Faced with three of the four largest broadcast networks snubbing his news conference for regular prime-time programming, the White House moved the event from 8:30 p.m. EDT to 8 p.m. After the shift, ABC, CBS, NBC and Fox all said they would cover it.
The White House tried to be accommodating when it realized it had left the networks in a bind on the first night of the May "sweeps," when ratings are closely watched to set local advertising rates, said White House press secretary Scott McClellan.
"I think this worked out for everyone involved," he said.
The networks were informed at 9 p.m. EDT Wednesday that Bush wanted them to set aside time for the fourth prime-time news conference of his presidency.
Not only did the networks face a last-minute disruption during sweeps, it was to come on a Thursday — generally the most lucrative night for advertising revenue, largely because Hollywood studios are touting the weekend's new movies.
It's especially important at top-rated CBS, where Thursday mainstays "CSI: Crime Scene Investigation," "Survivor" and "Without a Trace" are all regulars in Nielsen Media Research's top 10 shows of the week.
NBC, facing a last-minute disruption to its popular game "The Apprentice," told the White House that it would be very hard for it to carry the news conference, spokeswoman Rebecca Marks said. Although it hadn't announced a decision publicly, the cable news network MSNBC advertised that its speech coverage would be anchored by Brian Williams, who would normally be on NBC.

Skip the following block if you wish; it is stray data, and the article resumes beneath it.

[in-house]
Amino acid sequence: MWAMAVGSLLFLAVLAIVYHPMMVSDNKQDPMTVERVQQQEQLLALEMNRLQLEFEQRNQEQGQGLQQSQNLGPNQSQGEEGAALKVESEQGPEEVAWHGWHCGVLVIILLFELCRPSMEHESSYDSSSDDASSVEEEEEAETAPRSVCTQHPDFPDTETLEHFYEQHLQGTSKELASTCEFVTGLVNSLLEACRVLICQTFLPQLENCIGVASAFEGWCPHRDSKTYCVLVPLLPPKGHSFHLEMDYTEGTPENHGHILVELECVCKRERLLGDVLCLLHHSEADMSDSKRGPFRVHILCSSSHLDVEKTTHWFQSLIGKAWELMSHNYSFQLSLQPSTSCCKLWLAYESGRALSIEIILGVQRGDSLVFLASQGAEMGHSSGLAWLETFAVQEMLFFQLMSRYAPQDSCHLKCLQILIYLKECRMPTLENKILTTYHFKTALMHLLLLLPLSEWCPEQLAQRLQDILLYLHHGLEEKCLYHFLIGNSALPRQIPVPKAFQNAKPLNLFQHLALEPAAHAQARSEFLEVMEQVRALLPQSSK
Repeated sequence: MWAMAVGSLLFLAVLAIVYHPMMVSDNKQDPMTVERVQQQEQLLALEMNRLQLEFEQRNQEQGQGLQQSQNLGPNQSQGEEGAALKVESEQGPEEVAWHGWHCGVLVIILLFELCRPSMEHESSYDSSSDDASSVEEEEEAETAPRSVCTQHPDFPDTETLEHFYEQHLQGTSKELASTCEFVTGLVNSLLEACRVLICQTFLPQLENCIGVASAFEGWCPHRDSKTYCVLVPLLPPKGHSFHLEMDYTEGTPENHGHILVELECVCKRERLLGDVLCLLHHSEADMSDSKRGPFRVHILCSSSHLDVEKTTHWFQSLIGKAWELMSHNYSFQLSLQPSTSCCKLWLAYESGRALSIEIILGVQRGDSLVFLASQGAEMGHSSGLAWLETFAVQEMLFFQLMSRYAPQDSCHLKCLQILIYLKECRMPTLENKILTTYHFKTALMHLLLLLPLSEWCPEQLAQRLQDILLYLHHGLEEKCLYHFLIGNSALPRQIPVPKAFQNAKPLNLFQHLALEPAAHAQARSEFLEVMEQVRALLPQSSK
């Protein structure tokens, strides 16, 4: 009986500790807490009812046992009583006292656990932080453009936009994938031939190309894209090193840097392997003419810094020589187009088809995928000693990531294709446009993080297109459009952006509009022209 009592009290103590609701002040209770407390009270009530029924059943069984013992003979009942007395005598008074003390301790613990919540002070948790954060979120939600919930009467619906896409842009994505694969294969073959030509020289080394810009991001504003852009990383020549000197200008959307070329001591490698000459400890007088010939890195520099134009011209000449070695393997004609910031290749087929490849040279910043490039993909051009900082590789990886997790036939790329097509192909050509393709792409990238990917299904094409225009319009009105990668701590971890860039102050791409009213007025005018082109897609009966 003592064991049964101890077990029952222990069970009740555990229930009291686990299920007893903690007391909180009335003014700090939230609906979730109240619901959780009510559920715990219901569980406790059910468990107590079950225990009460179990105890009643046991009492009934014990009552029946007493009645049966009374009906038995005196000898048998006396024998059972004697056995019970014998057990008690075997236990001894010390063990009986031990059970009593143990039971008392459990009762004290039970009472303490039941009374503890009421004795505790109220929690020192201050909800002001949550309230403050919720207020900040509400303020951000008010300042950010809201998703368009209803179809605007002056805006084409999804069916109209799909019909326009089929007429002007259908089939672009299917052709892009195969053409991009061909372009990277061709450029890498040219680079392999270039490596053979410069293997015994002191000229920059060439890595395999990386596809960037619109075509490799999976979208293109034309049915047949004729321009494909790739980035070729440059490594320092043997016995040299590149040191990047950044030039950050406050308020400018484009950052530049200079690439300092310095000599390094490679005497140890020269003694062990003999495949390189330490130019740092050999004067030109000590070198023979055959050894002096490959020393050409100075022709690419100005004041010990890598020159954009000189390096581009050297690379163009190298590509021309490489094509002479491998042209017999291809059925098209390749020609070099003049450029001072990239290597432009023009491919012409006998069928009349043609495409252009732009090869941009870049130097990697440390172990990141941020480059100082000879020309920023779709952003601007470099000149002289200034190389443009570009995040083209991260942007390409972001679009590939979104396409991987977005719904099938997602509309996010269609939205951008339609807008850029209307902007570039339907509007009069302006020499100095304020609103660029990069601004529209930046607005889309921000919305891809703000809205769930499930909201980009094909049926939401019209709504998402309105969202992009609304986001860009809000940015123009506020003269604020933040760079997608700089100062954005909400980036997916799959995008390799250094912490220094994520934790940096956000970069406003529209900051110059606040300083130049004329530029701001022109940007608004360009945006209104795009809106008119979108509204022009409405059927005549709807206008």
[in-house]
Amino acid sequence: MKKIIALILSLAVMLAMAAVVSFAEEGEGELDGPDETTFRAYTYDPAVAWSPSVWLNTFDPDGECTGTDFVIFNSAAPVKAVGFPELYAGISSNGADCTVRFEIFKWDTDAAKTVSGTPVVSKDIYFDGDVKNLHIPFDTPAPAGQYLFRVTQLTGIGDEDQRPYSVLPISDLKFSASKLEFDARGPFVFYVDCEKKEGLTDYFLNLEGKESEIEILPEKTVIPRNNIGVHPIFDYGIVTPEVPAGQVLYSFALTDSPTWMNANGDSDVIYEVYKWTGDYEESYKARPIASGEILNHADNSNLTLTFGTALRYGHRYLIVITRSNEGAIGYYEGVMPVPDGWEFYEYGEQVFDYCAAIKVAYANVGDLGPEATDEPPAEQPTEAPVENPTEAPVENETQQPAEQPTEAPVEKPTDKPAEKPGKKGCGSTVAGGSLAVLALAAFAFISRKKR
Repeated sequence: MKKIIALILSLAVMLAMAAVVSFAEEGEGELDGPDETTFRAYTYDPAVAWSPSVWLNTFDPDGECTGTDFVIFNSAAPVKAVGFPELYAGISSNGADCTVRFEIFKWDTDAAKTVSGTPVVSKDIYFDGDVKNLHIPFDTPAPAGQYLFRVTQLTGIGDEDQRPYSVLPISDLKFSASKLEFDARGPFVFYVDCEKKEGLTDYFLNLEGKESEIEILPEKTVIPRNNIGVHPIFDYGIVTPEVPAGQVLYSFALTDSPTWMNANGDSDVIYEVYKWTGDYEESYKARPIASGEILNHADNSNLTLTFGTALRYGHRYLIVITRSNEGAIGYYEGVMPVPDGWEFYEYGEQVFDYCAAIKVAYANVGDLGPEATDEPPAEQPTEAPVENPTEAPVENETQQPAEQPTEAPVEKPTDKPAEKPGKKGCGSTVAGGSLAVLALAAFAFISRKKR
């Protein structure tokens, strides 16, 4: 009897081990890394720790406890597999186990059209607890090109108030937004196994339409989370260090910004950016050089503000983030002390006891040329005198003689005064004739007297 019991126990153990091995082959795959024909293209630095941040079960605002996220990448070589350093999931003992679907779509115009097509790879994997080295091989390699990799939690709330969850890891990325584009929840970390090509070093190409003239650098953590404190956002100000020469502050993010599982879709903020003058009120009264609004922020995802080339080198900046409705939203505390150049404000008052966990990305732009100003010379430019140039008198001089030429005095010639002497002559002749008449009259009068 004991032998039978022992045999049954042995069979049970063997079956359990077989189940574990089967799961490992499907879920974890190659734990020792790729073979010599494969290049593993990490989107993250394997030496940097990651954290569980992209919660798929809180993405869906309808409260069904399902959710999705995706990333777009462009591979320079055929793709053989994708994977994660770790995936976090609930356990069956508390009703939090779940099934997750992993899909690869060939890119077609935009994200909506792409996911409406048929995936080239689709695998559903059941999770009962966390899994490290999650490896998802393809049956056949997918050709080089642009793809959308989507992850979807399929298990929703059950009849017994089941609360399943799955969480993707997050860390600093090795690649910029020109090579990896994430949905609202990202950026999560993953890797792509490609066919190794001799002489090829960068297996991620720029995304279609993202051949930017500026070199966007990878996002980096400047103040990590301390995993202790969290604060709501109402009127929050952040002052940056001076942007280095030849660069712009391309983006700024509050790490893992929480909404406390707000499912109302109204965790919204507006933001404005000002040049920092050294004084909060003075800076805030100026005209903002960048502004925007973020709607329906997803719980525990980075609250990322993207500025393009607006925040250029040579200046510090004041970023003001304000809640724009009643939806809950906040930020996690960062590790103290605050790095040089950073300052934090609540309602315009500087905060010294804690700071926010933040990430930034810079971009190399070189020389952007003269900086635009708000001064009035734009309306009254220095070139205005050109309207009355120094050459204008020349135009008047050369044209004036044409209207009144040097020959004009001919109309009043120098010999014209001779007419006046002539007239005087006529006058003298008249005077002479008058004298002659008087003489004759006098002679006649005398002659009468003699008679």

Both CBS and Fox announced by midday Thursday that they would stick with their normal prime-time schedules.
Only ABC, which has a weak Thursday prime-time lineup, said it would cover the speech from the start. ABC canceled the movie "Sweet Home Alabama" for Bush.
When the White House called at 4 p.m. to announce the time change, NBC said it would cover the event. CBS and Fox — not wanting to be left in the precarious public relations position of defying the president — quickly announced they would televise the news conference too.
Although networks generally cover presidents' speeches and news conferences when requested, there is precedent for turning them down if there's no national emergency or if the request comes during a political campaign, said Martha Kumar, a political science professor at Towson University in Baltimore.
"The networks are in a different kind of business than they were in the Nixon and Reagan years," Kumar said. "It is a business. News is less of a driver than entertainment."
Bush's three previous prime-time news conferences occurred a month after the Sept. 11 terrorist attacks, during the days before the war in Iraq and 13 months after the war started, she said.
At the same point in their presidencies, Ronald Reagan had given 20 prime-time news conferences and Richard Nixon 10. All were carried by the broadcast networks, Kumar said.
CNN, Fox News Channel, MSNBC, CNBC and PBS all planned to cover Bush too. But even with those networks available in a majority of American homes, events like a presidential news conference get far greater exposure when they are on broadcast networks.
CBS said it would delay "Survivor" and "CSI" for an hour, pre-empting "Without a Trace" for the night.